WALLIS SIMPSON and KING EDWARD VIII

When Edward VIII fell in love with American divorcée Wallis Simpson it was an affair that shocked a nation. Due to strong opposition from the church and government over their marriage, Edward chose to abdicate the throne. “I have found it impossible to carry the heavy burden of responsibility and to discharge my duties as king as I would wish to do without the help and support of the woman I love,” he said addressing the nation in 1936. Choosing love over kingship, the couple married and settled in France.

JOANNE WOODWARD and PAUL NEWMAN

Paul Newman and Joanne Woodward met during the production of Picnic and shortly married after filming the movie The Long, Hot Summer. Unlike most on-set Hollywood romances, Newman and Woodward were happily devoted to one another for fifty years. When asked about infidelity, Newman famously responded, “I have a steak at home. Why should I go out for hamburger?”

GRACE KELLY and PRINCE RAINIER OF MONACO

Prince Rainier was immediately taken with Grace Kelly, whom he met when she filmed To Catch a Thief on the French Riviera. He courted her through letters before the couple announced their engagement in the Kelly’s Philadelphia home. Wed in 1956, the American film star left Hollywood behind at the height of her career. After Grace’s fatal car crash in 1982, Prince Rainier never remarried.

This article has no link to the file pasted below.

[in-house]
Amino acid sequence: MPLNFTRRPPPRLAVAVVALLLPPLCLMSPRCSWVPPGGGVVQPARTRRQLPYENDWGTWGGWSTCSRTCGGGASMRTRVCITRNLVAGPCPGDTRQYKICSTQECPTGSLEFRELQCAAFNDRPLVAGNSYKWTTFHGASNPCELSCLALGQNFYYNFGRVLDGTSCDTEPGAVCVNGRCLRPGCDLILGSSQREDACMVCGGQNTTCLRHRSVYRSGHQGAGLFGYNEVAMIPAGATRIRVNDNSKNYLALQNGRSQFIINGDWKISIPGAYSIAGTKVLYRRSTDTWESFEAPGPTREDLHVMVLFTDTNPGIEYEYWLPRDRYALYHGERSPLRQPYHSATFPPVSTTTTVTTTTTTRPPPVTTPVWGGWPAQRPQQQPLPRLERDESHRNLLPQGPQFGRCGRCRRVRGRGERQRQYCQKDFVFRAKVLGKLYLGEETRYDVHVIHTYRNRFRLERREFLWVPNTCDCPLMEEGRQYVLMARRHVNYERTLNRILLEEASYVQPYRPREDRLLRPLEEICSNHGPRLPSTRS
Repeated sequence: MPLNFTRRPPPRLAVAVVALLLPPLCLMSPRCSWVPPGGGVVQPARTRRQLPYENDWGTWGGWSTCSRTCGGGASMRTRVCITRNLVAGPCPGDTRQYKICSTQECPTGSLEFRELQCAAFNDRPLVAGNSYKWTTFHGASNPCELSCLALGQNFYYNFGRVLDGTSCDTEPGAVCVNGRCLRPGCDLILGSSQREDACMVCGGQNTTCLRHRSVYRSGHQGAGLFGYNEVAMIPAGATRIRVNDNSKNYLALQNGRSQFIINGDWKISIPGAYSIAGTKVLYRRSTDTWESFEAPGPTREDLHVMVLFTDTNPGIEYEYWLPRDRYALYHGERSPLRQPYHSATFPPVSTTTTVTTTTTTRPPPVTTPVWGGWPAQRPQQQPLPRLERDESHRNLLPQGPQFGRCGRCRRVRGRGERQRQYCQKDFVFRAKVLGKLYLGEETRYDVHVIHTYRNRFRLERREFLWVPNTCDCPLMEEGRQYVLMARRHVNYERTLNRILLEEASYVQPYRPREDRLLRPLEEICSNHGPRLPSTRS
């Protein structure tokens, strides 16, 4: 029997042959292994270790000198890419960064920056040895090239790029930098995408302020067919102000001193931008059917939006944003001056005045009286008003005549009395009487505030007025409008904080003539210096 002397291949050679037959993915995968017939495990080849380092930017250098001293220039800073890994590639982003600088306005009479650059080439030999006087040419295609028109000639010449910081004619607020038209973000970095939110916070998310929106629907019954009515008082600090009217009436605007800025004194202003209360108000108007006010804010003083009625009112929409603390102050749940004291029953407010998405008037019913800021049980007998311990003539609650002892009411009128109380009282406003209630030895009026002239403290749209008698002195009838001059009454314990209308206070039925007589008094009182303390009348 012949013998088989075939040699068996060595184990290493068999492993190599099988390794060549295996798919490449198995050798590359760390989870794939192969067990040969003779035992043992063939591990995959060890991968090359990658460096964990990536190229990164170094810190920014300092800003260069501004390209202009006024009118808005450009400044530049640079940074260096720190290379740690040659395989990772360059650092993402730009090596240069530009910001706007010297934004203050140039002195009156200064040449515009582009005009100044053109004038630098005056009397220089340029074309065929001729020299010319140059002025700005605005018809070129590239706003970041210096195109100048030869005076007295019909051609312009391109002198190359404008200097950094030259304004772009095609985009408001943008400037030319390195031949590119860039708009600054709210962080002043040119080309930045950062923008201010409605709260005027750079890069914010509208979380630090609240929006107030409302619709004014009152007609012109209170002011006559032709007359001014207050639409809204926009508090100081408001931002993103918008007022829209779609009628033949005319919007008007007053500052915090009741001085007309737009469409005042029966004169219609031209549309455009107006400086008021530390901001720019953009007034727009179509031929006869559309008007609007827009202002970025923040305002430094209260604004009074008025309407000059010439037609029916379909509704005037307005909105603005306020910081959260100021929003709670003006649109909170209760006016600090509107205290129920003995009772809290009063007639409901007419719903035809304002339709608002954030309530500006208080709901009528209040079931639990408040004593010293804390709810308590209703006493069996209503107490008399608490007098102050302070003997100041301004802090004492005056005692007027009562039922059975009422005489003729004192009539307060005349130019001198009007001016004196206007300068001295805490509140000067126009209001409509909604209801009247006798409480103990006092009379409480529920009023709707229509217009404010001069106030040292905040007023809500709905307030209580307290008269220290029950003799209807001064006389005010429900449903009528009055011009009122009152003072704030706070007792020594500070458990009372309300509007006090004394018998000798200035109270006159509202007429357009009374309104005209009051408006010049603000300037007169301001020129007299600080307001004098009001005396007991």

CAROLYN BESSETTE and JOHN F. KENNEDY, JR.

Indicative of their desire to keep their relationship private, Carolyn Bessette and John F. Kennedy Jr. secretly married on a small island in the outer banks of Georgia. Try as they might to live under the radar, their ups and downs were fodder for the paparazzi. As their love for one another became evident, public attention mounted and the couple became an iconic duo. Sadly, their lives were cut short when the couple tragically perished on July 16, 1999 in a plane crash piloted by JFK, Jr.

AMAL and GEORGE CLOONEY

George Clooney, the Hollywood heartthrob and confirmed bachelor, falls for Amal, a brilliant human rights barrister. Sounds like a movie script, which makes this love story even more sweet. Introduced by a friend, the two began exchanging e-mails that Clooney comically penned as his dog Einstein. After six months of dating, while preparing dinner, he proposed to the song, “Why Shouldn’t I?” The couple balances their careers as well as parenting twins Ella and Alexander. 

MEGHAN MARKLE and PRINCE HARRY

Theirs is a love story that captures our hearts. Meaghan, an American divorcée and TV star, has been warmly accepted by both the royal family and the British public. Married last May, Harry popped the question while the two were roasting a chicken at their apartment in Kensington Palace. Giving a modern take on the next generation of monarchy, the couple eagerly awaits the arrival of their first child this April.